While Cho Chang’s character and story do not follow the exact same path as Madama Butterfly and Miss Saigon, there are a number of similarities that carry over. First, Cho is Asian, particularly East Asian. She is also a young woman. While Cho does break some Asian stereotypes such as the fact that she plays a sport, she is also fairly reserved, intelligent, beautiful, and is mostly characterized by her romantic relationships with the main males characters — Cedric and Harry (Lu, 2018). In these ways, she fits the stereotype of the Lotus Blossom. While she fortunately does not commit suicide, Cho’s storyline can still be defined as a tragedy as she becomes the victim of abandonment in a doomed love triangle between two white men. Her boyfriend Cedric (pictured above dancing with his date and then-girlfriend Cho at the Yule Ball) is murdered, leaving her to deal emotionally with his sudden absence. Harry, finding her constant crying annoying, decides to distance himself emotionally from Cho who is struggling with the death of her boyfriend and the accompanying guilt of falling in love with Harry. She is ultimately left alone to deal with her depression, and only shows up as a minor character from that point onward in the series.The media we intake shapes our view of the world, its truths and normalities. The prevalence of the Lotus Blossom stereotype is not only misleading, inaccurate, and outdated, it also presents dangers for Asian women today. In their research article exploring the portrayal of Asian women in cinema and television news, Rajgopal (2010) claims that the “cinematic representations of Asian women as exotic creatures who were eager to please the men” has shaped common perceptions of Asian women today, “even today contributing to the risk of sexual assault upon them.” This is due to the “representation of them as being somehow ‘asking for it,’ and not quite as decent as the wholesome white woman.” They go on to explain that in reality, “this picture of the worldly, passionate, and exotic Asian woman” is in fact “a world away from the reality of most Asian women, who are brought up to lead sheltered lives with little contact with the opposite sex until they are married” (p. 149).
Dean Thomas: Minimization of Black Characters in Film
Hollywood is well-known in its underrepresentation of racial minority groups on screen and behind the scenes, and this is also prevalent with the Harry Potter movies. Dean Thomas is a character more well-known in the novels as opposed to the movies. Regardless, he plays a minor role in the films and is present from the very beginning as a fellow classmate in House Gryffindor and as one of the members of Dumbledore’s Army in the latter part of the series. Dean Thomas is the only confirmed Black student at Hogwarts. He plays a much larger role in the books as Harry’s best friend, love rival, and ally. Although Dean’s race was not the reason on the surface to have his role minimized, it is disappointing nonetheless to see a Black character’s story cut (Flotmann, 2013).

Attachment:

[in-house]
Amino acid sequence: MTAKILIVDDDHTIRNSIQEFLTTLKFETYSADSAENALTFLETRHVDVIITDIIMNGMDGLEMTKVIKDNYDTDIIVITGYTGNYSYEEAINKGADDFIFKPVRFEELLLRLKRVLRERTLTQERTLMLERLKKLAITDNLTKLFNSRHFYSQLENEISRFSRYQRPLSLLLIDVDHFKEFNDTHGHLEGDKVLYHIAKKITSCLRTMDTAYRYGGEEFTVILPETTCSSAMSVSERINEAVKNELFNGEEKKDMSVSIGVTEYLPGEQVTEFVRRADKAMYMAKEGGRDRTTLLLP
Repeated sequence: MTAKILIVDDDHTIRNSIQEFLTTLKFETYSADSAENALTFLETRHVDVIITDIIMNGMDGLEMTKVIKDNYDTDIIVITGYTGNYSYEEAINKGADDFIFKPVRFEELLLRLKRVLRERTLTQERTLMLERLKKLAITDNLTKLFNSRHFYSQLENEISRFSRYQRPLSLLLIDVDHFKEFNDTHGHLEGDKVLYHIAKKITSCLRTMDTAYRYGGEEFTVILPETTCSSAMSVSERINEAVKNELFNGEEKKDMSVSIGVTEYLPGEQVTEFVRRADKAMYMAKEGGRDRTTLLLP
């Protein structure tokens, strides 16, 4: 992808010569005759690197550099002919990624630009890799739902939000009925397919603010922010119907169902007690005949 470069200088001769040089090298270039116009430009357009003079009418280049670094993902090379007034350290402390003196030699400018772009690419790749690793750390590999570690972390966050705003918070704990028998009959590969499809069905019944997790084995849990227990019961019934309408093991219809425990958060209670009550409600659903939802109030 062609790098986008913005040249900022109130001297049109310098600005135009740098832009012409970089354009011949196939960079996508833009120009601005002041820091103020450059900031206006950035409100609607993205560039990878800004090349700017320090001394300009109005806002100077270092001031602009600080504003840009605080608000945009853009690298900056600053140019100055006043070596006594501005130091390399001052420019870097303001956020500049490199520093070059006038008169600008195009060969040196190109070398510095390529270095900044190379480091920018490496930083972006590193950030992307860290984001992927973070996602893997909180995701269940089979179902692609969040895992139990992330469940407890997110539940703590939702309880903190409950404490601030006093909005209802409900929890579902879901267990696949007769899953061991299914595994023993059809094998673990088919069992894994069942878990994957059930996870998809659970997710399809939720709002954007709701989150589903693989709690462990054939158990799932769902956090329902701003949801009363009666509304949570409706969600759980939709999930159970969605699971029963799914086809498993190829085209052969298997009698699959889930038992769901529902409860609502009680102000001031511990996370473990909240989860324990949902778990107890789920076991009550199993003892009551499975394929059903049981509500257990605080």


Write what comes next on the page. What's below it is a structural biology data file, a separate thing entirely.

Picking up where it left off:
Unfortunately, Dean Thomas’s backstory was completely omitted from the films Harry Potter and the Deathly Hallows (Part I and Part II), and his role was drastically minimized on screen compared to the role he played in the novels. In the books, readers learn about the aforementioned backstory of Dean Thomas, about how his father was tragically murdered while attempting to flee from Death Eaters (Voldemort’s army). In the movies, however, this was cut from the script and instead replaced with the backstory of Neville Longbottom, a white, male character who got to keep their main role in the Deathly Hallows plot. The producers claimed that they chose to include Neville’s backstory which revolved around his parents being tortured to the point of insanity by Death Eaters over that of Dean Thomas because it was more relevant and significant to the plot of the main story (Ford, 2016). Echoltz (2002) in their article on the disproportionate representation of minority groups in film and media describe this all-too-common reality for Black actors, explaining that “[f]indings from works spanning over half a century indicate that women and racial/ethnic minorities are disproportionately excluded from films and prime time pro- gramming and play less significant roles than white males when they do appear. This research suggests that women and minorities are under-represented compared to their actual presence in society and when portrayed they are cast in stereotypical roles” (p.305)
When the first Harry Potter movie Harry Potter and the Sorcerer’s Stone in 2001, the demographics in the movies closely aligned with the demographics of London in the same time period. This realism could provide the producers with an excuse for the lack of diversity on set, even if they primarily target a global audience. However, that excuse cannot hold true for the later movies. The last Harry Potter movie Harry Potter and the Deathly Hallows Part II was released in 2011, and according to the United Kingdom’s 2011 Census, “the most ethnically diverse region in England and Wales was London, where 40.2% of residents identified with either the Asian, Black, Mixed or Other ethnic group” (Race Disparity Unit, 2020). The percentage of diverse characters near the end of the movies was nowhere near 40%, ruling out the “realistic” theory. The producers of Harry Potter failed to accurately represent the ethnically diverse members of Dumbledore’s Army: they made a joke out of the South Asian heritage of Parvati and Padma Patil by dressing them in embarrassingly cheap “traditional” dress robes, they not only used Cho Chang as a personification of overgeneralization for East Asians but also had her follow an outdated Asian trope, and they completely omitted the large role and backstory the only relevant black character Dean Thomas played in the movies in favor of another white character. Needless to say, Harry Potter failed its racially and ethnically diverse audience and characters in the representation department.